- The 2016 Santander Canning Lecture discussed how Chile is a well-functioning market economy that presents a myriad of opportunities for UK exporters
Delivered by Her Excellency Michelle Bachelet, President of the Republic of Chile, this year’s Canning Lecture outlined some key reasons why UK exporters should not only strengthen their relationships with Latin America, but also focus their attentions on Chile in particular.
Chile is a well-functioning market economy of long-standing, said President Bachelet, with an open foreign investment regime, strong fiscal position, and sophisticated capital markets: an ideal environment for UK exporters to thrive. Indeed, despite the impact from the end of the commodities boom, Chile has reported economic growth (predicted to be 2.6% in 2016, and averaging 4% by 2017-20), with inflation due to fall within the 2-4% target range, and with low oil prices expected to help keep the country’s current account deficit manageable.
President Bachelet: “In the last twenty years, we have reduced poverty levels from 38% to 8% of the population, and the GDP per capita, adjusted to purchasing power parity, has risen from US$5,800 to more than US$23,000 – the highest in the region.”
Yet it’s trade that makes Chile so remarkable. The country possesses one of the world’s most extensive networks of free-trade agreements, and it is hoped the Trans-Pacific Partnership (TPP) will further expand access to foreign markets and compensate for the modest size of Chile’s domestic market. What’s more, Chile’s relationship with the UK is strong: while only the sixth largest Latin American country in terms of population, it is the second largest UK export destination in the region. The UK, in turn, is the sixth largest foreign investor in Chile.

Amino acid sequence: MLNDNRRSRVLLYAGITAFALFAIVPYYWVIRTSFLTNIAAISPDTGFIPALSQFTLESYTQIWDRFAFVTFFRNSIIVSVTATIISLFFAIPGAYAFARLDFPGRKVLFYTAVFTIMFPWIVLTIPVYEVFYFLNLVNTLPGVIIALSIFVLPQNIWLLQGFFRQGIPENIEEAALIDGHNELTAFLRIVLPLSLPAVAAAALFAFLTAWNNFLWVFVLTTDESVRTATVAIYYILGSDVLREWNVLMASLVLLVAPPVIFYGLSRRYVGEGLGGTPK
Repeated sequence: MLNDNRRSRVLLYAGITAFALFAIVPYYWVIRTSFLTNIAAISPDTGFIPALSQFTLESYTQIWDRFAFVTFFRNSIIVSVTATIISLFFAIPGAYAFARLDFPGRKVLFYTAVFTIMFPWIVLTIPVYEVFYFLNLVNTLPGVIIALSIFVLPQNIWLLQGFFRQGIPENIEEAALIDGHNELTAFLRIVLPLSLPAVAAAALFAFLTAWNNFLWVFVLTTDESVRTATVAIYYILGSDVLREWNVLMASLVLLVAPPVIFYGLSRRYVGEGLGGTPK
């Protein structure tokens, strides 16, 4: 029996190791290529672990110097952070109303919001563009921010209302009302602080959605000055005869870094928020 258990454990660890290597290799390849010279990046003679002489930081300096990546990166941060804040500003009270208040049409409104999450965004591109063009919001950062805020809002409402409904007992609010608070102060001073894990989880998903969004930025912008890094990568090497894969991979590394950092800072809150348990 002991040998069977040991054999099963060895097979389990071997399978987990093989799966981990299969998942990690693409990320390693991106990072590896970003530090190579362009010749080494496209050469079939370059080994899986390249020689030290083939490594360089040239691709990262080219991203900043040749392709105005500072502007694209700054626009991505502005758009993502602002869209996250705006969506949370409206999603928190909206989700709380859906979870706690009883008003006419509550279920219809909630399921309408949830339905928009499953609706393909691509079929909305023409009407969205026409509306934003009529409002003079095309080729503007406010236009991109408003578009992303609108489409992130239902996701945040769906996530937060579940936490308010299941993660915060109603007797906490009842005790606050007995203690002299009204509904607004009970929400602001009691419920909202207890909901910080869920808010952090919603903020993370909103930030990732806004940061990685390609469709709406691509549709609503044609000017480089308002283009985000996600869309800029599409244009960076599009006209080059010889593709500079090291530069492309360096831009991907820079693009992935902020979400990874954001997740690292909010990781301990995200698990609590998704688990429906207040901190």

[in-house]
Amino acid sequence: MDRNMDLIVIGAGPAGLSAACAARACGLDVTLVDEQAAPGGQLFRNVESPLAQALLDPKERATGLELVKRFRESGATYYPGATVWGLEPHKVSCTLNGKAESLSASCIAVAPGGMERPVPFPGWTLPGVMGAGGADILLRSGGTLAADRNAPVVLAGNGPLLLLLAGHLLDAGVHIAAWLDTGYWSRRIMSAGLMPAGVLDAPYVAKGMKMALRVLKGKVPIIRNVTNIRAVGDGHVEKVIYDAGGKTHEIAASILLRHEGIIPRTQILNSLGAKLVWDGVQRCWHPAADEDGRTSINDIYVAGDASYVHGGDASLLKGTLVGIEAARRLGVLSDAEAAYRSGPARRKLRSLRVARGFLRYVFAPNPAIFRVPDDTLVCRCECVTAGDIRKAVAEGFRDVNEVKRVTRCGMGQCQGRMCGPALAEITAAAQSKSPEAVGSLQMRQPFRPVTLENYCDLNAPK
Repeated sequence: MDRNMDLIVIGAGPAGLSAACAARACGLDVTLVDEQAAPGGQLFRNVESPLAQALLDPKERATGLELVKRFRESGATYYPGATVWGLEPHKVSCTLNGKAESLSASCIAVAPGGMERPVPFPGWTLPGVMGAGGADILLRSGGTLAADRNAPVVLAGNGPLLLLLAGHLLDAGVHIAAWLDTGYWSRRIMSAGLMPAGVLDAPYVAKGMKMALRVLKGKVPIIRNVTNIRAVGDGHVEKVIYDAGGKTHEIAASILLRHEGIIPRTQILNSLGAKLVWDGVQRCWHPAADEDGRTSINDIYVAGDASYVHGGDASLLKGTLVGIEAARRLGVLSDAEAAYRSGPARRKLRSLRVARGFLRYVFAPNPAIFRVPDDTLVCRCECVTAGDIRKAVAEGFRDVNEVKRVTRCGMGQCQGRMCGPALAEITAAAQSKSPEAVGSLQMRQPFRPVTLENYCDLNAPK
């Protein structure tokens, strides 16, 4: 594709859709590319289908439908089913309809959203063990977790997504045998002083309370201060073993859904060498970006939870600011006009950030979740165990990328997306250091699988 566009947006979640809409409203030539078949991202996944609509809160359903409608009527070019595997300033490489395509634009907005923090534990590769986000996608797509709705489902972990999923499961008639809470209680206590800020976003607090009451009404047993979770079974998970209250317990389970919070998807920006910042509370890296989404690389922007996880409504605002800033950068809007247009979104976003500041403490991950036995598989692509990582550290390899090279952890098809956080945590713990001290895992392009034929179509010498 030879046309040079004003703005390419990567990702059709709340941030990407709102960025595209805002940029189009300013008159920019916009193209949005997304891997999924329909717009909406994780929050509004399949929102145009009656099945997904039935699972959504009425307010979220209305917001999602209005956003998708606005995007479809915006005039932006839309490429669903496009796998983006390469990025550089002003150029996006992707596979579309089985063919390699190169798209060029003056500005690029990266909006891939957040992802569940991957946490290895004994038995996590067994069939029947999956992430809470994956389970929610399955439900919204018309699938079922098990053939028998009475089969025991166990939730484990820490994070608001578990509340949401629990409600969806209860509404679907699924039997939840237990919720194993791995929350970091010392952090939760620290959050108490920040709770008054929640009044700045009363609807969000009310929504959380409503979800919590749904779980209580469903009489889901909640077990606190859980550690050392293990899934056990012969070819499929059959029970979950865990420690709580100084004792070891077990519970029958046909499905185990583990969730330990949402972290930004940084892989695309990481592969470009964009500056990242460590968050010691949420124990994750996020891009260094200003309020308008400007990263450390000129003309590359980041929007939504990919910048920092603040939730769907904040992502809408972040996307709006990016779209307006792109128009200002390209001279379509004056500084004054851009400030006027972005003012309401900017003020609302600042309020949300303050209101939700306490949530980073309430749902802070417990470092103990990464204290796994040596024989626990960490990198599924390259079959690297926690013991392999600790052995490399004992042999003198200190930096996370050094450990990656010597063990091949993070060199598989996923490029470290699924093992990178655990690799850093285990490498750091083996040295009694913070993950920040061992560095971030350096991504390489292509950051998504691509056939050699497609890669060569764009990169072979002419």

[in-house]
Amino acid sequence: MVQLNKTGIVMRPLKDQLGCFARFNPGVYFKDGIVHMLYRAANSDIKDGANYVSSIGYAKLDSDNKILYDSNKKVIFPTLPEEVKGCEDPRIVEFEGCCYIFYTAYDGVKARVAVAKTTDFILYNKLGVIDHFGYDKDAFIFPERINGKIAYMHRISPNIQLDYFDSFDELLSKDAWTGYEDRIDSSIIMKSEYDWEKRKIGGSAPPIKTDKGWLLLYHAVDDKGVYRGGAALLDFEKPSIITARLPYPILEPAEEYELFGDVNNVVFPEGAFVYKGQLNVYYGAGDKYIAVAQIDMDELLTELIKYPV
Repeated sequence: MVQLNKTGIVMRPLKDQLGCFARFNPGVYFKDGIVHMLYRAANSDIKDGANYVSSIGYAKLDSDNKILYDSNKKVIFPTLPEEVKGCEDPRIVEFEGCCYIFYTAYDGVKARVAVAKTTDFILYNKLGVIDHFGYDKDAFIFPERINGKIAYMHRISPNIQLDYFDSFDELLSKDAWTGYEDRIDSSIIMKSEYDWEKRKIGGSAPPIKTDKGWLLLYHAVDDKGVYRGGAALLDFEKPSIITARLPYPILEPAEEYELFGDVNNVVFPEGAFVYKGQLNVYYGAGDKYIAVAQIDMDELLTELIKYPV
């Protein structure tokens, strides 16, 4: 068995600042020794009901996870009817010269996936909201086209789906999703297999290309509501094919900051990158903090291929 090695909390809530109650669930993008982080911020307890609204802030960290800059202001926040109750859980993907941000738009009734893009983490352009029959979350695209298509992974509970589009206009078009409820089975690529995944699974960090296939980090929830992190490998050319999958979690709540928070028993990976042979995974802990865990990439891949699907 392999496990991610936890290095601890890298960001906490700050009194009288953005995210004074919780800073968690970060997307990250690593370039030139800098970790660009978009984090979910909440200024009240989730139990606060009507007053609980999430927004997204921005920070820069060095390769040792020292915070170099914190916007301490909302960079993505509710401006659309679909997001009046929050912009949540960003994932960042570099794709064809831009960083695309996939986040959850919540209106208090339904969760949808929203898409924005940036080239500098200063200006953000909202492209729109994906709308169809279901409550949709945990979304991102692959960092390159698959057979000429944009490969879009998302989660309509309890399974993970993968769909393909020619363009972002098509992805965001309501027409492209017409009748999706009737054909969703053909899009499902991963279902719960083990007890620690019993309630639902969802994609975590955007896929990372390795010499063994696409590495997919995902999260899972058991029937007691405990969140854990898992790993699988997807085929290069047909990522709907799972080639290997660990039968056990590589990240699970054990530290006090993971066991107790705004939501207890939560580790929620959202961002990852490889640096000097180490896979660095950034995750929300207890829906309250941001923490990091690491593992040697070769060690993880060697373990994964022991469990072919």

President Bachelet: “65% of our GDP is linked to trade, and we’re negotiating more. We have trade agreements with 62 countries, which gives us access to 85% of global GDP and 63% of the world’s population.”
Other topics addressed by President Bachelet included: investment in energy, infrastructure, and health; the renewal of the EU-Chile Association Agreement; and economic and social inclusion as well as its application to education and sectors such as communication. She also discussed support for entrepreneurship and small and medium-sized enterprises, innovation and new technologies as a development model, and, of course, strengthening the relationship between Chile and the UK.
Mauricio Munguia, Latin Desk Director at Santander Corporate and Commercial Banking said: “Santander’s participation in this event reflects its long-standing support for trade with Chile – recognising it as a pillar of UK-Latin American trade. Despite being faced with the end of the commodities boom, Chile has adjusted to the new trade landscape and has cemented its position as one of Latin America’s most competitive economies. Chile’s sustained economic growth is supported by its openness to trade, which has distinguished it internationally as an innovative and dynamic market. UK companies looking to export to Latin America, should consider Chile as a target market.”
John Carroll, Head of Product Management & International Business, Santander Corporate and Commercial said: “The Canning Lecture is one of the most high-profile Latin American affairs events in the UK, and Santander is proud to support. Today we have seen that the opportunities for trade between the UK and Chile are vast, although entering any new market can be daunting. Santander has a strong, local network here in the UK and in Chile, meaning we are able to provide on-the-ground support and expertise in both markets, and connect businesses with the right people and opportunities overseas.”